That's a solid raise for the 26-year-old defenseman, who made $2 million last season. The deal lands squarely in the middle ground between the $4.2 million he sought and the $2 million offered by Toronto. That seems about right ... and it probably spared both sides a lot of hurt feelings.
While Franson's camp could point to the fact that he led all Leafs blueliners with 33 points, including 18 on the power play, and ranks 20th among all defensemen in scoring over the past two seasons, Toronto could counter with a vicious (and on-the-nose) assessment of his defensive play, pointing out his tendency for turnovers, glaring misreads and poor positioning.
Yeah, it could have gotten really ugly.
Instead, both sides come away reasonably happy. Franson gets a raise commensurate with his point production, and the Maple Leafs have one less contract hassle on their plate.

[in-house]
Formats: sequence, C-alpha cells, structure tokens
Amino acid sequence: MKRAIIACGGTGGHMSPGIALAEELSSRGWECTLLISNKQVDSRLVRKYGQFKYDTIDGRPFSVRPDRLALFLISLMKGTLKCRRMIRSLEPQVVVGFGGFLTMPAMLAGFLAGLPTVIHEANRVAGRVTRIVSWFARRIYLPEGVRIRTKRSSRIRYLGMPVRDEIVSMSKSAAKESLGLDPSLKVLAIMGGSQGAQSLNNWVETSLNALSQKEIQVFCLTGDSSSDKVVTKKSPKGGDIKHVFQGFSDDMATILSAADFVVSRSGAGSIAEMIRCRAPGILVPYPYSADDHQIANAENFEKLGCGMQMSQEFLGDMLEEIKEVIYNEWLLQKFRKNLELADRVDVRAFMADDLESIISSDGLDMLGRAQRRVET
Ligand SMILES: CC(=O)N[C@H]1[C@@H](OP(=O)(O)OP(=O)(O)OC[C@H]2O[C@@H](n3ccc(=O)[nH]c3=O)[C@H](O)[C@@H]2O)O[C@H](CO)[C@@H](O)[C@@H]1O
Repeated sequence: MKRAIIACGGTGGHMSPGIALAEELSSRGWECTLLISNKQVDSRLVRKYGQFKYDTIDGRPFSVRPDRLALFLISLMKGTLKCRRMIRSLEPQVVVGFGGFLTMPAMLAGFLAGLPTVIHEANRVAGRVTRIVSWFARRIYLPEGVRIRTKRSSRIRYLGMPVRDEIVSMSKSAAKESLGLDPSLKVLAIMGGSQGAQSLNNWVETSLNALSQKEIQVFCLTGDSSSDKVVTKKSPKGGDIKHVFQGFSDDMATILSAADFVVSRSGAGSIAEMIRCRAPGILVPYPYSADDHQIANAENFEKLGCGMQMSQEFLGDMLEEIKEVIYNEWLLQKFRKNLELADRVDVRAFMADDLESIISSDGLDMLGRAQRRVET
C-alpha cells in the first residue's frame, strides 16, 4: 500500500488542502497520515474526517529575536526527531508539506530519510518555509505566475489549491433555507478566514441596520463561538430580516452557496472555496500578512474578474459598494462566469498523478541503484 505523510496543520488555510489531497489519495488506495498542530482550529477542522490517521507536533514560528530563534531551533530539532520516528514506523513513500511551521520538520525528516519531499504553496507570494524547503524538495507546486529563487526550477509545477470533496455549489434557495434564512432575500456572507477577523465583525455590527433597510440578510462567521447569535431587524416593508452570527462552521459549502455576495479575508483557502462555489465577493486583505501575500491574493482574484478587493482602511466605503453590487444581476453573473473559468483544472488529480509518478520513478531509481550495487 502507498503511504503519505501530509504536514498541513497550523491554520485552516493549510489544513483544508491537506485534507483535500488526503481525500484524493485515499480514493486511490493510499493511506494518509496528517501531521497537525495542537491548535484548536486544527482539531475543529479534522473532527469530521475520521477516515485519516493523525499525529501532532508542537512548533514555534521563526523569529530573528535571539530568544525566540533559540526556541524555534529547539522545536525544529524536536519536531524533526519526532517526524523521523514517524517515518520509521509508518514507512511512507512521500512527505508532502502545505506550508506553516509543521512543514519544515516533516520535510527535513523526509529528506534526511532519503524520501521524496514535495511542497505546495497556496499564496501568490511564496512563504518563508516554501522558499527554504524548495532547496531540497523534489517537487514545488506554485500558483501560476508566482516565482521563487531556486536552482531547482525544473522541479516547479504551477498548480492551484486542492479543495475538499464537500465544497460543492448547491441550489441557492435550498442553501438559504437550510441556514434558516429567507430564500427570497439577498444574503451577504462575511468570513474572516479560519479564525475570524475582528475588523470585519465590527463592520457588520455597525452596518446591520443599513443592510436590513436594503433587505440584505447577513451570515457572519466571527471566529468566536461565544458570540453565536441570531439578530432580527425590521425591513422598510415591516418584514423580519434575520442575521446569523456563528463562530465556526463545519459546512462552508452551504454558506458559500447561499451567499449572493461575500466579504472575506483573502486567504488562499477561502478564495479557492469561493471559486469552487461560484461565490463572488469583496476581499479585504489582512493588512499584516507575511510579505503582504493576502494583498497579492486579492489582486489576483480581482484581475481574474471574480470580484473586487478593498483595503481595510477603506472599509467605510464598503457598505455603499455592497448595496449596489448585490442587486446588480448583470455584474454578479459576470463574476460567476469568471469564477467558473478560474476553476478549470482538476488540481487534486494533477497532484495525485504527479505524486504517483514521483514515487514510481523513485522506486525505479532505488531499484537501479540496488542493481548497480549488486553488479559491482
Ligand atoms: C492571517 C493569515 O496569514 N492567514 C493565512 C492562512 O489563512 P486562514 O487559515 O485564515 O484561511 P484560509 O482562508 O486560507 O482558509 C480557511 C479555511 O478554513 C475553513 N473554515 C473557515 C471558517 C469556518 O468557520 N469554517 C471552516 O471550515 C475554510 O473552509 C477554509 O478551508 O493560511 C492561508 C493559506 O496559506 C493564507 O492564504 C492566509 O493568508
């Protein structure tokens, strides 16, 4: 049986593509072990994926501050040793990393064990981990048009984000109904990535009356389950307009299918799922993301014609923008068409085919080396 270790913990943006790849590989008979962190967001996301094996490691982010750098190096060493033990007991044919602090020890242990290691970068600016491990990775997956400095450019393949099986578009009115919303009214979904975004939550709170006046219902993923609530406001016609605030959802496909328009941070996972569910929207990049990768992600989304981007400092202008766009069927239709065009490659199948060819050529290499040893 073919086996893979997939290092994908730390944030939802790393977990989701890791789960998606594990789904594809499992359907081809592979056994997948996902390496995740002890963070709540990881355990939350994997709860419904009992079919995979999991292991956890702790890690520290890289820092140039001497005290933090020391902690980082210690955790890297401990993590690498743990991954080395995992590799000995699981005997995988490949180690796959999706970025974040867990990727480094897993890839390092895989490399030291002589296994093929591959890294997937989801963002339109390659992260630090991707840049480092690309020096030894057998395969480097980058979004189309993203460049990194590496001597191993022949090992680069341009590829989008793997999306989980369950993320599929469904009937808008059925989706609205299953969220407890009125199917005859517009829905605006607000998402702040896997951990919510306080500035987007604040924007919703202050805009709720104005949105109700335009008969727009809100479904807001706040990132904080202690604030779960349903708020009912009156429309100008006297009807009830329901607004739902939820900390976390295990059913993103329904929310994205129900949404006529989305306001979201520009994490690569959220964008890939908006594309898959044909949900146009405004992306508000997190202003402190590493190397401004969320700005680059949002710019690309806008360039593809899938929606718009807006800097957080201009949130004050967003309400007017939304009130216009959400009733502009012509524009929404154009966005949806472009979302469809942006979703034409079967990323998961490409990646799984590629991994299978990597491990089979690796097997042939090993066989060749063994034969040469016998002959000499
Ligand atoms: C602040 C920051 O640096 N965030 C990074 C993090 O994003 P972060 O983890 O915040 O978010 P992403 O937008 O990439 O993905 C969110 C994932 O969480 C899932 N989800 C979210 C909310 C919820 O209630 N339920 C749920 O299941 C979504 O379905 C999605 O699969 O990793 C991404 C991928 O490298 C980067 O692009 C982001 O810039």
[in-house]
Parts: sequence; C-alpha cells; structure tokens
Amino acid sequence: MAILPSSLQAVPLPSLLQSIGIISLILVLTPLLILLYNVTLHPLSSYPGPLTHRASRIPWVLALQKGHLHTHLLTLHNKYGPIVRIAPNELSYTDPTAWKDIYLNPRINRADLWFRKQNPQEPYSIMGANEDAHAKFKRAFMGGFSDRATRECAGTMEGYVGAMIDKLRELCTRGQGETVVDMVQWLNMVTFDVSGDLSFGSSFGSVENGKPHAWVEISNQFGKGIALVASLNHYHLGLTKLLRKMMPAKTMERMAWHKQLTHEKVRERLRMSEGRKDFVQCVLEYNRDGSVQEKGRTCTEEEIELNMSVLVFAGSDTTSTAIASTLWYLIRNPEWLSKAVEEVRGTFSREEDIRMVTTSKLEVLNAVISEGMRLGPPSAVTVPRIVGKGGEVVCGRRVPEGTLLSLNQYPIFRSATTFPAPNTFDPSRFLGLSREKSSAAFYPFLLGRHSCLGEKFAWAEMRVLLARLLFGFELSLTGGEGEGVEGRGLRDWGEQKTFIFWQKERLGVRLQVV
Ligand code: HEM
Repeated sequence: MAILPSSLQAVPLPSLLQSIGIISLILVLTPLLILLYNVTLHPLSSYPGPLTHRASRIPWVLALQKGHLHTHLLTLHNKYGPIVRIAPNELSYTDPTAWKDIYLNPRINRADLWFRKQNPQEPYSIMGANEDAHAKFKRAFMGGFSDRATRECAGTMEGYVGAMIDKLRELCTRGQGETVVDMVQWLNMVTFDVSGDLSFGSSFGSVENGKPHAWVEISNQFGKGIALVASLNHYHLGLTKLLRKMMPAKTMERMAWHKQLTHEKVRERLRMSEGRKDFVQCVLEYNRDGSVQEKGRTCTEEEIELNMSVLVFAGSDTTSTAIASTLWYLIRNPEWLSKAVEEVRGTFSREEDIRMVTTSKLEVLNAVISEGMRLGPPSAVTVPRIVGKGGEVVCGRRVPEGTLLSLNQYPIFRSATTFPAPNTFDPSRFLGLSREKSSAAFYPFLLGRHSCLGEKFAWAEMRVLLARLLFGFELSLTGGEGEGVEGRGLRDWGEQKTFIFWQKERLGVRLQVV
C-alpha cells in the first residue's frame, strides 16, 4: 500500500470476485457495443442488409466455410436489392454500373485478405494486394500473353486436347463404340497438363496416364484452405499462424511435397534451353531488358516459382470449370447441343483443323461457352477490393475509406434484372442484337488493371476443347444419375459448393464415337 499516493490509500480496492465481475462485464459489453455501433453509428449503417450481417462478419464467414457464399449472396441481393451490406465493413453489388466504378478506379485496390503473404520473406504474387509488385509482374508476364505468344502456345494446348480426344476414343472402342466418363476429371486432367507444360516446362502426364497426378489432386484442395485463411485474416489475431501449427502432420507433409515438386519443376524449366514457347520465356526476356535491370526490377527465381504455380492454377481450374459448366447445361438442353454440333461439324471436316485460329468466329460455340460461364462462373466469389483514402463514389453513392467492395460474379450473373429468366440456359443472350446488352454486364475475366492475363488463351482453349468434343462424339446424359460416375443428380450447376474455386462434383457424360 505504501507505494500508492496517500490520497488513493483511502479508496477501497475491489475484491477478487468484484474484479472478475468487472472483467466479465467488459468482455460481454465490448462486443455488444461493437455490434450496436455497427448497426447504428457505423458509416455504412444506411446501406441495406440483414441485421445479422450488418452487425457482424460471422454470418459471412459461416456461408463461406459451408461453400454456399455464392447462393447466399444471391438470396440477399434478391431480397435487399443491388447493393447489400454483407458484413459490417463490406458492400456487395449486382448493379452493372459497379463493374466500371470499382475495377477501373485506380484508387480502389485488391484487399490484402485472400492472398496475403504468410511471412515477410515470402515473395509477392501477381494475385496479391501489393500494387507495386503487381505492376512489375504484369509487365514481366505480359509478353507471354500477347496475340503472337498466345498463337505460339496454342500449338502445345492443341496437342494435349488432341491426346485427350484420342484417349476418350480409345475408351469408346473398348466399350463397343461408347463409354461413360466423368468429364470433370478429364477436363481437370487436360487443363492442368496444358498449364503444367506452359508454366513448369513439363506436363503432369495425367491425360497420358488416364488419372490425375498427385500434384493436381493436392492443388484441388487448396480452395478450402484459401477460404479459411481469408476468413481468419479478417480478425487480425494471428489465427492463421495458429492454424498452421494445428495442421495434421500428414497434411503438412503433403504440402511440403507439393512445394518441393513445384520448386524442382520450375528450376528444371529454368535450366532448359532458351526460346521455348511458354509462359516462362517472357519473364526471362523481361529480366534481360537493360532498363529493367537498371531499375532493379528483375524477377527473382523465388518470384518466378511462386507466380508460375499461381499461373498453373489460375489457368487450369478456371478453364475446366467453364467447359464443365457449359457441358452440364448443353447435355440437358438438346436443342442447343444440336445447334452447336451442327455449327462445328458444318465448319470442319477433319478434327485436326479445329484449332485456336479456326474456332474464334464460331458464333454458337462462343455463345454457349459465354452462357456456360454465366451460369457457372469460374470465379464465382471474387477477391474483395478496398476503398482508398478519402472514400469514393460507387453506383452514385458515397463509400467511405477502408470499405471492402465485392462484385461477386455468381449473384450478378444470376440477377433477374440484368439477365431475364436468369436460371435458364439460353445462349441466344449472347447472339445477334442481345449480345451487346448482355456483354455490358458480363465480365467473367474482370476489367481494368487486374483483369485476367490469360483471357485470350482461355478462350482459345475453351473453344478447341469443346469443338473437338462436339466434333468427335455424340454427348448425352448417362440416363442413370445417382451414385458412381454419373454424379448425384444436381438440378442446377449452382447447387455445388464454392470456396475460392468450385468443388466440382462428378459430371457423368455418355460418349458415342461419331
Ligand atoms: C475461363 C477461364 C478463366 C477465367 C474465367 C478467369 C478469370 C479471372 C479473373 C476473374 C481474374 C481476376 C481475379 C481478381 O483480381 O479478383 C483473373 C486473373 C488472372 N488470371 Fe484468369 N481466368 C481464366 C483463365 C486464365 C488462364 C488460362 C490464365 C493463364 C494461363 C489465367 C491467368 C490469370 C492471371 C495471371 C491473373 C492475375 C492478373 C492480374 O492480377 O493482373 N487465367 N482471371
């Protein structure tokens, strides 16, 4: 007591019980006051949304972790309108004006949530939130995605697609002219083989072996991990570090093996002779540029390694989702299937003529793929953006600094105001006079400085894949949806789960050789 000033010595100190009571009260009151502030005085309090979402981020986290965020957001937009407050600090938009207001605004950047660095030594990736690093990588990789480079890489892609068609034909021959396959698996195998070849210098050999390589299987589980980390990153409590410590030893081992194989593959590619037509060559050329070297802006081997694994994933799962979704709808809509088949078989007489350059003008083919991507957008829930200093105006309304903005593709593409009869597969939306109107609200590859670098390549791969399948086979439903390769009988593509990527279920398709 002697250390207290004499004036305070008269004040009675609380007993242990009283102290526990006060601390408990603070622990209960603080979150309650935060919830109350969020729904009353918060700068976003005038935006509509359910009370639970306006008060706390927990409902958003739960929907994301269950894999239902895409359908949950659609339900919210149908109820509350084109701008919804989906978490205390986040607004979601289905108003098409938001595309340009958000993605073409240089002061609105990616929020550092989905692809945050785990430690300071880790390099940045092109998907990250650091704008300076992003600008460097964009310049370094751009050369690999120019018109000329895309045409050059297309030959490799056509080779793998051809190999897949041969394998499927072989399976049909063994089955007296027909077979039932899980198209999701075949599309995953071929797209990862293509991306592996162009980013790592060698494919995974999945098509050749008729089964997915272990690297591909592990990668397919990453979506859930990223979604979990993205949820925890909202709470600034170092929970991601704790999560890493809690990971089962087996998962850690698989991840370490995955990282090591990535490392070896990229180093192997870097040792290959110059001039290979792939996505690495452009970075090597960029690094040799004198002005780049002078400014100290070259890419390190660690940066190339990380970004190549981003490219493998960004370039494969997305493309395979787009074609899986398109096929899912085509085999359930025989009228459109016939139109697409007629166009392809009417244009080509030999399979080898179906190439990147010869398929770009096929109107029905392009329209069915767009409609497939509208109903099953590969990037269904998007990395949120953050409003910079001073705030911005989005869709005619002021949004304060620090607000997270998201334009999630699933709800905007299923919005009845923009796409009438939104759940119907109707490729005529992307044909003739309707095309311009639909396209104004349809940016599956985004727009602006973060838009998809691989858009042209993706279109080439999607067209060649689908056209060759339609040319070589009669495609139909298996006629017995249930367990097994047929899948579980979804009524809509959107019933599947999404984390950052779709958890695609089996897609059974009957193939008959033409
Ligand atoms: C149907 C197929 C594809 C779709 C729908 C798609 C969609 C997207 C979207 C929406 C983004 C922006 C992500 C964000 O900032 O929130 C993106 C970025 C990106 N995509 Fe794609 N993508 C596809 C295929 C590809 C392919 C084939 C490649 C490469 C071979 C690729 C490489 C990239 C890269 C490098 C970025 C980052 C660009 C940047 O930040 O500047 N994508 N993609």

The question now is: Will Franson skate for Toronto again? If he does, it's unlikely that he will finish the season with the Leafs. Even without the strain of arbitration, the relationship between the two sides is sufficiently strained to justify a deal. And Franson, although he's a useful player, is still nothing more than a placeholder for someone (Stuart Percy? Petter Granberg?) who can step in soon and be part of the team's core moving forward. Toronto would rather move Franson than keep him, and now that a deal is in place it might be easier for GM Dave Nonis to get one of his counterparts to bite.